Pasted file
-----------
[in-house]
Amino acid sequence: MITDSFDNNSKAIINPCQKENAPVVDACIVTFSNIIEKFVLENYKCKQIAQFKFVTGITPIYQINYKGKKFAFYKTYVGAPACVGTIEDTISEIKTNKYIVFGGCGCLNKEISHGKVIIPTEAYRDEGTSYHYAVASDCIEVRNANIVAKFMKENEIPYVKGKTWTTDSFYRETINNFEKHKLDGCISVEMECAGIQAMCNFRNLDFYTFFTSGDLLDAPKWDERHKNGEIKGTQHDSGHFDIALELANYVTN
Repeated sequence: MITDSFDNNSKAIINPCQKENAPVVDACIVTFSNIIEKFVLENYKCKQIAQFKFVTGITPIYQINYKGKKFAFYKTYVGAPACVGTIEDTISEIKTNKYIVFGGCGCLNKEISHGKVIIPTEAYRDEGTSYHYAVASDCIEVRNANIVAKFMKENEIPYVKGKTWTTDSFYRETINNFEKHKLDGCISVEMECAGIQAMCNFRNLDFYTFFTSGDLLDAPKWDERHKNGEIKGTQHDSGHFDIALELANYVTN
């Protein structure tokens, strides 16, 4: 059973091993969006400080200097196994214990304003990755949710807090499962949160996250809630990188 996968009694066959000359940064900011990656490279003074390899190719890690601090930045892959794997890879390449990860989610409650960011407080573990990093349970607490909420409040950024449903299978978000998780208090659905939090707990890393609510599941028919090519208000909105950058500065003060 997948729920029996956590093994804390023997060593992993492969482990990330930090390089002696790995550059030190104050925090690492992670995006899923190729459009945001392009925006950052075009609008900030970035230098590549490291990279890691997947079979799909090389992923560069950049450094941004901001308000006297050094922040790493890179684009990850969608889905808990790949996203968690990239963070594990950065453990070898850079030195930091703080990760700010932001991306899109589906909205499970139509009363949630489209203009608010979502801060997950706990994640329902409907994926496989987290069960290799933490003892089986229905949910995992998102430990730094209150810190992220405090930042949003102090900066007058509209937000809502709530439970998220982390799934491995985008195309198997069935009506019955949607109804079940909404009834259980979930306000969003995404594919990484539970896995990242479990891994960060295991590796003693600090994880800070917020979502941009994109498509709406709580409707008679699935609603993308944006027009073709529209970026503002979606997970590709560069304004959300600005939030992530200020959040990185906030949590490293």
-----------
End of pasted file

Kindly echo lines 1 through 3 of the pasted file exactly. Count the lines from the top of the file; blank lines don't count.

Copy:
[in-house]
Amino acid sequence: MITDSFDNNSKAIINPCQKENAPVVDACIVTFSNIIEKFVLENYKCKQIAQFKFVTGITPIYQINYKGKKFAFYKTYVGAPACVGTIEDTISEIKTNKYIVFGGCGCLNKEISHGKVIIPTEAYRDEGTSYHYAVASDCIEVRNANIVAKFMKENEIPYVKGKTWTTDSFYRETINNFEKHKLDGCISVEMECAGIQAMCNFRNLDFYTFFTSGDLLDAPKWDERHKNGEIKGTQHDSGHFDIALELANYVTN
Repeated sequence: MITDSFDNNSKAIINPCQKENAPVVDACIVTFSNIIEKFVLENYKCKQIAQFKFVTGITPIYQINYKGKKFAFYKTYVGAPACVGTIEDTISEIKTNKYIVFGGCGCLNKEISHGKVIIPTEAYRDEGTSYHYAVASDCIEVRNANIVAKFMKENEIPYVKGKTWTTDSFYRETINNFEKHKLDGCISVEMECAGIQAMCNFRNLDFYTFFTSGDLLDAPKWDERHKNGEIKGTQHDSGHFDIALELANYVTN